Thomas’s friend and mentor, then-Senator John Danforth of Missouri, wrote a little-noticed book about the experience, Resurrection: The Confirmation of Clarence Thomas. As a senator, Danforth was able to provide an up-close look at his colleagues and their behavior throughout the confirmation process, and at Justice Thomas, whom he had befriended from the beginning of his legal career. The picture of the process is not a pretty one. The story of what Thomas at the time called a “high-tech lynching” is also well told in his own memoir, My Grandfather’s Son.

One of the more interesting features of the Thomas hearings—before the Anita Hill phase—was the questioning by then-Senator Joe Biden, chairman of the Judiciary Committee, who probed Thomas’s views on natural law, a subject the nominee had touched on in some of his speeches. Biden approached the issue as though a mere belief in natural law would make Thomas a rogue justice—rogue enough to strike down Roe v. Wade, the obvious subtext of Biden’s queries. But just four years earlier he had attacked Judge Robert Bork for allegedly being a positivist—that is, someone who disbelieved in natural law, and who therefore might reject . . . unenumerated rights like “a woman’s right to choose.” Any port in a storm, to seek shelter for the abortion license.

Bork, whose 1987 nomination was defeated, wrote devastatingly of his treatment at the hands of Biden and the Democrats in his 1990 book The Tempting of America. The book’s three parts are a brief history of Supreme Court jurisprudence, a defense of originalism as a method of constitutional interpretation, and an account of his nomination and its defeat in the Senate. This last is the strongest part of the book, and is must reading for anyone who wants to know how our confirmation struggles turned so ugly.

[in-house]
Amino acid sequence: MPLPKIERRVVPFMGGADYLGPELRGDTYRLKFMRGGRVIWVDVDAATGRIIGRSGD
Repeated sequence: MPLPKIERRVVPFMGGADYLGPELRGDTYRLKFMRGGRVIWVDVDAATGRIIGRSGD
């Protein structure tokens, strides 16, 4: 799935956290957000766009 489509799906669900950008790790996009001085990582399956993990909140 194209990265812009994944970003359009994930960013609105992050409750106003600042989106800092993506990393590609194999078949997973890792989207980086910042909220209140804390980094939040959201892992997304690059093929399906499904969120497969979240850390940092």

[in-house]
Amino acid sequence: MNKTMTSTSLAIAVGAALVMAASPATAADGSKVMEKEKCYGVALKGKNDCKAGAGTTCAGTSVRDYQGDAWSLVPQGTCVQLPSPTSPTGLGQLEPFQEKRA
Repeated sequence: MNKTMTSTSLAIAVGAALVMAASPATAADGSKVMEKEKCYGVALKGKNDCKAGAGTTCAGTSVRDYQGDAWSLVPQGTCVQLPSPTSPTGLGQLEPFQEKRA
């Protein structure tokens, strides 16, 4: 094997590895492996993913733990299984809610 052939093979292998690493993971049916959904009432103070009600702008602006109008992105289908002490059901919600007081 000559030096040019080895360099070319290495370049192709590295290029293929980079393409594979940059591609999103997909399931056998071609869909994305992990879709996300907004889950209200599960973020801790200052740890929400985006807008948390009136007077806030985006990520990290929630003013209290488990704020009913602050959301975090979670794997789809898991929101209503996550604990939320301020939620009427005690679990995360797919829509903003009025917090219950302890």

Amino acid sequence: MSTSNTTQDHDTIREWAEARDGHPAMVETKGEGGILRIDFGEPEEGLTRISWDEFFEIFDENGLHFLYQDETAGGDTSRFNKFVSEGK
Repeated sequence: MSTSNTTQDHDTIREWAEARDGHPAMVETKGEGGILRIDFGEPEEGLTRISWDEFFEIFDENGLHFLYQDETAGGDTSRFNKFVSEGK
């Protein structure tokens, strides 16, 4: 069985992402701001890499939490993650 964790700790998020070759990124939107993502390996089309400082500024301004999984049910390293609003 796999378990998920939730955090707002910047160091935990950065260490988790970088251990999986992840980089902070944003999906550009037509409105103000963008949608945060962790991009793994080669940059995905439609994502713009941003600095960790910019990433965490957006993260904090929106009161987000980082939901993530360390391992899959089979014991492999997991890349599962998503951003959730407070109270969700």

To understand the sea change of the Bork nomination, though, requires a view of the whole history of Supreme Court appointments. Still the best account, published in 2008, is the late Henry Abraham’s Justices, Presidents, and Senators (the fifth edition of a work originally titled Justices and Presidents). Professor Abraham died in February of this year at the age of 98, after a career as one of the two or three most influential political scientists studying the Supreme Court in the second half of the twentieth century. His history of Supreme Court appointments is the gold standard, and it’s a shame its author is gone, for it is unlikely to be matched by any subsequent history. One may consider it a measure of his book’s quality that it was plagiarized by a famous Harvard law professor.

In the weeks to come, let us hope—for Judge Barrett’s sake and for the country’s—that the confirmation process returns to something like its normal pre-Bork state. There never was a golden age when low politics didn’t enter into the process, but the furies unleashed by Roe v. Wade have driven the politics lower and lower. Perhaps one day the end of Roe will mean the end of “Borking” too. So we may fervently pray.

About the Author

MATTHEW FRANCK

Matthew J. Franck is Contributing Editor of Public Discourse. He is also Associate Director of the James Madison Program and Lecturer in Politics at Princeton University, Senior Fellow at the Witherspoon Institute, and Professor Emeritus of Political Science at Radford Universi… READ MORE

About abyssum

I am a retired Roman Catholic Bishop, Bishop Emeritus of Corpus Christi, Texas